As if nine games over a 20-day period were not tough enough for the Yale men’s basketball team, the Bulldogs will face a road test against the defending national champions tonight.

Yale (7–2, 0–0 Ivy) can match its best start to a season since the 2011–12 season with a victory tonight, and a win against the University of Connecticut (3–2, 0–0 American) would be by far the most impressive of Yale’s wins this season.

UConn has made quick work of in-state opponents for the past few decades, having won 68 straight matchups against in-state foes in the last 28 years. Yale has not defeated UConn since a 77–75 overtime thriller in 1986, when former NBA player Chris Dudley ’87 was suited up for the Elis.

The Elis may be helped by injuries to the Huskies. UConn guard Ryan Boatright, a key cog in last year’s title team who also scored 14 points in last year’s meeting against the Bulldogs, suffered a sprained ankle during a game against No. 6 Texas on Sunday. However, Boatright returned to practice on Thursday and said that he is a game-time decision for tonight’s matchup.

Guards Omar Calhoun — who scored 18 points in the Huskies’ game against Yale last season — and Rodney Purvis also returned to practice this week, but their status remains up in the air. Purvis missed UConn’s contest against Texas, while Calhoun has yet to be active for a regular season game this year.

But regardless of whether the defending champion is at full strength, a victory over the Huskies would be touted as one of the most impressive upsets in recent Yale history. Point guard Javier Duren ’15, however, disagrees with that sentiment.

“I honestly don’t see it as an upset,” Duren said. “I think we are just as good of a team as them and we’ll have a great opportunity to prove it. Anytime you play big time teams, you want them at their best, so hopefully all of their players will be active.”

Last year’s contest saw Yale fall by a final score of 80–62, but the Bulldogs matched up well with the Huskies. Besides a five-minute stretch that saw graduated UConn guard Niels Giffey knock down five three-pointers as part of a 18–6 UConn run, Yale held its own, especially in the paint.

Yale manhandled UConn on the boards, outrebounding the Huskies 43–31, including an impressive 22–4 edge on the offensive glass. Forward Justin Sears ’16 contributed eight of those offensive rebounds en route to a double-double, scoring 17 points and snatching 10 total rebounds.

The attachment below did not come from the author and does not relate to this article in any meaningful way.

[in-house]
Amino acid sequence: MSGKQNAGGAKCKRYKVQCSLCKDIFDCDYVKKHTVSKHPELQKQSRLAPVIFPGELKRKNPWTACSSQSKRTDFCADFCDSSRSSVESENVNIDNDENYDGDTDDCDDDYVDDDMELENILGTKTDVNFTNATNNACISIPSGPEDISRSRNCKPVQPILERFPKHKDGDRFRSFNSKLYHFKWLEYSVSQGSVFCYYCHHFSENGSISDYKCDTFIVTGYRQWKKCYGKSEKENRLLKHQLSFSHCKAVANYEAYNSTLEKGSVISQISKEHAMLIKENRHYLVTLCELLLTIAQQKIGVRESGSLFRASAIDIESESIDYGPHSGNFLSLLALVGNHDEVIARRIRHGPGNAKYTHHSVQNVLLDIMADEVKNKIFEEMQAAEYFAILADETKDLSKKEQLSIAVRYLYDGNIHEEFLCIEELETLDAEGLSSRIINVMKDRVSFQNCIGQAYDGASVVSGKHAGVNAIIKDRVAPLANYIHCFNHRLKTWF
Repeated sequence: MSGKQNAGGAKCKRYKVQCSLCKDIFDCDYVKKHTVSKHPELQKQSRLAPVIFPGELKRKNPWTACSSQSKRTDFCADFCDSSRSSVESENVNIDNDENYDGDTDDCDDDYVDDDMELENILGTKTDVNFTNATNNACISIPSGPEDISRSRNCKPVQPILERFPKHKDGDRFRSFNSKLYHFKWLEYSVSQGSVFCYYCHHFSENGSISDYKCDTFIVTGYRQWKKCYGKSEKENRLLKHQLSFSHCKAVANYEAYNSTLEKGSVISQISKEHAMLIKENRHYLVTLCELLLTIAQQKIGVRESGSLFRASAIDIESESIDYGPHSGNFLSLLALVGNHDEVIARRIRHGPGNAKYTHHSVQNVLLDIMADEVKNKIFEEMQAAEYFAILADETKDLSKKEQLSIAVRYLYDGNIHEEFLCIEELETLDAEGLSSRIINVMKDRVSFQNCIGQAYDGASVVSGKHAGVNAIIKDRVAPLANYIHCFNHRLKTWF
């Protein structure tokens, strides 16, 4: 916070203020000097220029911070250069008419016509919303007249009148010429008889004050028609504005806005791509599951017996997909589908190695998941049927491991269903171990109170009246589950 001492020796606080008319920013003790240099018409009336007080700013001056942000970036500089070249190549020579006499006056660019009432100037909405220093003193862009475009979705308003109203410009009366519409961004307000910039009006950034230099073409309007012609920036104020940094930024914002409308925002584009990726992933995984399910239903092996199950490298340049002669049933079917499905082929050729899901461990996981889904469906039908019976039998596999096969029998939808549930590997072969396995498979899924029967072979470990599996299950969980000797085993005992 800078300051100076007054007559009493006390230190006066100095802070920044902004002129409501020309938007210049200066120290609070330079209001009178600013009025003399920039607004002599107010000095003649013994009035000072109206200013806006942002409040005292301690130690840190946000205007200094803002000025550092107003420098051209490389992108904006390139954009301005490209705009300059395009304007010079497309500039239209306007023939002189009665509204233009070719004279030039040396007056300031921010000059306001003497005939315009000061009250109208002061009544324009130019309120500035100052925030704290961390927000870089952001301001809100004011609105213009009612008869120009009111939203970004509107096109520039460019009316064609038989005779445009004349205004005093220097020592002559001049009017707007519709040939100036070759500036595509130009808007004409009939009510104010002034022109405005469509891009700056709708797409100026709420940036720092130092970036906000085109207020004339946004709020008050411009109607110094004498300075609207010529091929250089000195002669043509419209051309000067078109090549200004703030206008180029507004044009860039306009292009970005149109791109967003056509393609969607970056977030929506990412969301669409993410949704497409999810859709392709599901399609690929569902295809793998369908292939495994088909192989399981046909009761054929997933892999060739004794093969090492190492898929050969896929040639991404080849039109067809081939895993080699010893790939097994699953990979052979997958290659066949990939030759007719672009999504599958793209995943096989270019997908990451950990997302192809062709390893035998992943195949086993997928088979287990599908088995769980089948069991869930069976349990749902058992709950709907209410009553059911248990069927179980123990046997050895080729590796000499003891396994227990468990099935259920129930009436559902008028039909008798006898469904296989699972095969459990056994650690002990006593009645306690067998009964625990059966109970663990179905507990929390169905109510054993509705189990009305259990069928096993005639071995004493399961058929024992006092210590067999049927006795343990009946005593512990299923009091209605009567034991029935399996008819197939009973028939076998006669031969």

In an effort to replicate such a performance, Sears said the key is to impose his presence early on, as the Ivy League Player of the Year candidate is averaging just 3.5 first half points over the past six games.

“Just trying to be aggressive out the gate — I won’t try to feel it out like the past few games since that has gotten me to a weak start in the first half,” Sears said.

Yale’s undoing in last year’s battle was its offense. Only Sears and Duren registered at least 10 points, while the team as a whole shot a woeful 31.7 percent from the floor, making it the fourth-worst shooting performance for Yale all of last season.

But a year later, the Elis are showing signs of a more balanced attack. Whereas Yale only had two players average more than nine points a contest last year, this year’s group has four such players: Duren, Sears, guard Jack Montague ’16 and forward Matt Townsend ’15.

With more options to rely on for offensive output, Yale will have somewhere to turn if any of those players are having an off night.

“We all believe each and every player can make plays on this team, therefore it leads to balanced scoring,” Montague said. “This even scoring also comes from a balanced attack of a great inside-out game. The guards feed off the posts and vice-versa.”

The numbers back up Montague’s mention of Yale’s inside-out game. Yale’s guards are averaging a collective 42.6 points per game while the forwards are averaging a comparable 35.8 points per game.

Defensively, Yale would be well served to try and contain UConn’s guard play to the best of its ability. Four of UConn’s five top scorers are perimeter players, unsurprising for a program that has churned out NBA guards such as Ray Allen, Richard Hamilton, Kemba Walker and, most recently, Shabazz Napier.

With Boatright — the most offensively proficient of the current UConn guards at 20.8 points per game — potentially hobbled by his ankle and the Huskies reeling after two consecutive losses, all the pieces are in place for a potential Yale upset.

The opening tip at Gampel Pavilion is scheduled for 7 p.m. tonight.